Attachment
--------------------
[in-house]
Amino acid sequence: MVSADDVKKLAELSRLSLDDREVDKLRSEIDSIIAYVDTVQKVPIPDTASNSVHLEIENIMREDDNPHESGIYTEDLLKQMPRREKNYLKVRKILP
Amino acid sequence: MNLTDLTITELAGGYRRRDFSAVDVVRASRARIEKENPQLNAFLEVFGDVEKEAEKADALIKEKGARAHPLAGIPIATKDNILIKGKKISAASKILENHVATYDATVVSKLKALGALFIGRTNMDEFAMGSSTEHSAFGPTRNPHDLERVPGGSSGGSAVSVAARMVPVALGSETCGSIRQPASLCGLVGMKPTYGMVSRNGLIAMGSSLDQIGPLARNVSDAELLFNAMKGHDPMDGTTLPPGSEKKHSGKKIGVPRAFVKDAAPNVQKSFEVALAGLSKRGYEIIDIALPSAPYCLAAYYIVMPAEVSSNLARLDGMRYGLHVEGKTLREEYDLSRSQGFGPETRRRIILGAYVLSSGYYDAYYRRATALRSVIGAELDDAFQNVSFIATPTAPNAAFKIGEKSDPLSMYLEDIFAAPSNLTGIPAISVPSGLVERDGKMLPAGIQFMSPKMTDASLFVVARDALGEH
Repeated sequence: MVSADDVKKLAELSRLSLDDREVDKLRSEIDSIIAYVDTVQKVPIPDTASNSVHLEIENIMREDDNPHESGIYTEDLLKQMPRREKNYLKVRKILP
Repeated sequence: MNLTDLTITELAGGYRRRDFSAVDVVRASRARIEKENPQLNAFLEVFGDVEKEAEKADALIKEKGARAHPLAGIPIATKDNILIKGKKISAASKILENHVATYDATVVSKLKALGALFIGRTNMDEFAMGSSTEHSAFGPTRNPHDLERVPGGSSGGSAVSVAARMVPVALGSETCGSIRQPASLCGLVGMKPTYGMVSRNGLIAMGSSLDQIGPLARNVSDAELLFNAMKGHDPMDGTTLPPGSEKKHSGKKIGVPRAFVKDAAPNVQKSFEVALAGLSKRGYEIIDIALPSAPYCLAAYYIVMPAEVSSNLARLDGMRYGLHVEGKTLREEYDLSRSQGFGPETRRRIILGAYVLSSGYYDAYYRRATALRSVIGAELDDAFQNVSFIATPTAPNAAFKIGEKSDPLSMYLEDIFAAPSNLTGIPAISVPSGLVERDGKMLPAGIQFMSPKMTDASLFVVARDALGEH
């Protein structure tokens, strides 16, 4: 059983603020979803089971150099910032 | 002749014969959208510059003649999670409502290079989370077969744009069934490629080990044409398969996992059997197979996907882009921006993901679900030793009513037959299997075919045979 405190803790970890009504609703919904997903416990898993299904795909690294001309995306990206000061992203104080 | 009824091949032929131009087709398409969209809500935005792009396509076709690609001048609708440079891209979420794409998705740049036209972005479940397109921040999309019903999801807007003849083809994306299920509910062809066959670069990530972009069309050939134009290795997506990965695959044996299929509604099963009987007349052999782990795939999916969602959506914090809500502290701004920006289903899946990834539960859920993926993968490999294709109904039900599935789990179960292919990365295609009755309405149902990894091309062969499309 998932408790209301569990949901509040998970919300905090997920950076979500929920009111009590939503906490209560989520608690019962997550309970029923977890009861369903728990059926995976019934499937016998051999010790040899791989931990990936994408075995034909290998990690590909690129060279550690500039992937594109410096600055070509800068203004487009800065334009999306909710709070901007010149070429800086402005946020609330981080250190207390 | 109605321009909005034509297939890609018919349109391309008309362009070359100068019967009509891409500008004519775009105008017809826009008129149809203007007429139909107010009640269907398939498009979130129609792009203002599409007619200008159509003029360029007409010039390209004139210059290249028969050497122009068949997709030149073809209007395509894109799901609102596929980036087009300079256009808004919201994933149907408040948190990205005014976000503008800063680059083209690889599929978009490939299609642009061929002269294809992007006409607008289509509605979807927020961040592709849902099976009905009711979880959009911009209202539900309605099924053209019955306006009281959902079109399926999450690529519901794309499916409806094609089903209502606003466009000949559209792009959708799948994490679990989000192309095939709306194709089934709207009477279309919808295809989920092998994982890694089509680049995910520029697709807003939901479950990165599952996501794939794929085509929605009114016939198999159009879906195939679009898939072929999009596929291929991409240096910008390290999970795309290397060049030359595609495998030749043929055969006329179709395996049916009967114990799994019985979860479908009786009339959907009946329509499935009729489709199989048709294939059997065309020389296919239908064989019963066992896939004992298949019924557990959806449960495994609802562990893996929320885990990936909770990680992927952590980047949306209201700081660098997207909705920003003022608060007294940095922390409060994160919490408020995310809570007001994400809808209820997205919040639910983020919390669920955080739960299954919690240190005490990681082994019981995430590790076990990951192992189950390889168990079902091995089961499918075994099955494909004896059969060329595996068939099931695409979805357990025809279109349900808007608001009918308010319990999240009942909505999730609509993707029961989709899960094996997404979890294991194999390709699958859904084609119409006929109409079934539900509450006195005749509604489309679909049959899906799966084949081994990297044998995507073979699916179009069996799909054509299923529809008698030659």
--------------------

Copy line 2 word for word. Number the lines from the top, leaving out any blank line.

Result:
Amino acid sequence: MVSADDVKKLAELSRLSLDDREVDKLRSEIDSIIAYVDTVQKVPIPDTASNSVHLEIENIMREDDNPHESGIYTEDLLKQMPRREKNYLKVRKILP